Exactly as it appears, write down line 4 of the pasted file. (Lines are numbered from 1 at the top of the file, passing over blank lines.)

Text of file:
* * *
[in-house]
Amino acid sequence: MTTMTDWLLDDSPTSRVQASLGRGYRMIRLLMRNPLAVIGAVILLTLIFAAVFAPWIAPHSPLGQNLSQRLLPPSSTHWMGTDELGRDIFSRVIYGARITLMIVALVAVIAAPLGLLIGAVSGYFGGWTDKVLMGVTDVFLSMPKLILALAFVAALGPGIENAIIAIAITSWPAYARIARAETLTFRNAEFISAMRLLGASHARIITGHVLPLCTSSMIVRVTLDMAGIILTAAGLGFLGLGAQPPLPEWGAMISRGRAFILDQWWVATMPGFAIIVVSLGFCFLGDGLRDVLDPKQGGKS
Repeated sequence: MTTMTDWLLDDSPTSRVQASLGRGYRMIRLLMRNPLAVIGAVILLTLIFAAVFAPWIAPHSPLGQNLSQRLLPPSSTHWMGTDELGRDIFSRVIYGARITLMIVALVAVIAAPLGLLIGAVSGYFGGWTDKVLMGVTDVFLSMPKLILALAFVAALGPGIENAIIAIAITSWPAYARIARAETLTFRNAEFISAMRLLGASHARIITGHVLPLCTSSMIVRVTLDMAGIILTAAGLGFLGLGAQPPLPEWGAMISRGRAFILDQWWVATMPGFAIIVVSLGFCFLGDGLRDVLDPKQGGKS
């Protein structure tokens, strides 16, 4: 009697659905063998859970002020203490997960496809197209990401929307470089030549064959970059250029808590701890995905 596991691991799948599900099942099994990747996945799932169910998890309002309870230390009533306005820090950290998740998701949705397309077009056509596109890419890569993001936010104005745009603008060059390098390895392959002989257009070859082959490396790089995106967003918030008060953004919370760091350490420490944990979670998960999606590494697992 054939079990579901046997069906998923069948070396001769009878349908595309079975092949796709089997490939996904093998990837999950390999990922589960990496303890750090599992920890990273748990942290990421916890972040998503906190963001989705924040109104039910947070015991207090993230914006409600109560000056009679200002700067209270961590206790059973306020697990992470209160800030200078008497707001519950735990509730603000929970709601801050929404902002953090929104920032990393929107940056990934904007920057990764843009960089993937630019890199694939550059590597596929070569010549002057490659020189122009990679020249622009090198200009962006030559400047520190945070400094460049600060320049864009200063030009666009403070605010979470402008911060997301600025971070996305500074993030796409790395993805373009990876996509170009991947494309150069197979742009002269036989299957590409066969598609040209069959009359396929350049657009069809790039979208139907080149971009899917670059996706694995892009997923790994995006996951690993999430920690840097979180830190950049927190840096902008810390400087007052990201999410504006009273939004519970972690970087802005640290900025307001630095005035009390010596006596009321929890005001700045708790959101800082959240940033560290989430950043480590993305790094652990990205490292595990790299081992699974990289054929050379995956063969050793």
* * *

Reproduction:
């Protein structure tokens, strides 16, 4: 009697659905063998859970002020203490997960496809197209990401929307470089030549064959970059250029808590701890995905 596991691991799948599900099942099994990747996945799932169910998890309002309870230390009533306005820090950290998740998701949705397309077009056509596109890419890569993001936010104005745009603008060059390098390895392959002989257009070859082959490396790089995106967003918030008060953004919370760091350490420490944990979670998960999606590494697992 054939079990579901046997069906998923069948070396001769009878349908595309079975092949796709089997490939996904093998990837999950390999990922589960990496303890750090599992920890990273748990942290990421916890972040998503906190963001989705924040109104039910947070015991207090993230914006409600109560000056009679200002700067209270961590206790059973306020697990992470209160800030200078008497707001519950735990509730603000929970709601801050929404902002953090929104920032990393929107940056990934904007920057990764843009960089993937630019890199694939550059590597596929070569010549002057490659020189122009990679020249622009090198200009962006030559400047520190945070400094460049600060320049864009200063030009666009403070605010979470402008911060997301600025971070996305500074993030796409790395993805373009990876996509170009991947494309150069197979742009002269036989299957590409066969598609040209069959009359396929350049657009069809790039979208139907080149971009899917670059996706694995892009997923790994995006996951690993999430920690840097979180830190950049927190840096902008810390400087007052990201999410504006009273939004519970972690970087802005640290900025307001630095005035009390010596006596009321929890005001700045708790959101800082959240940033560290989430950043480590993305790094652990990205490292595990790299081992699974990289054929050379995956063969050793």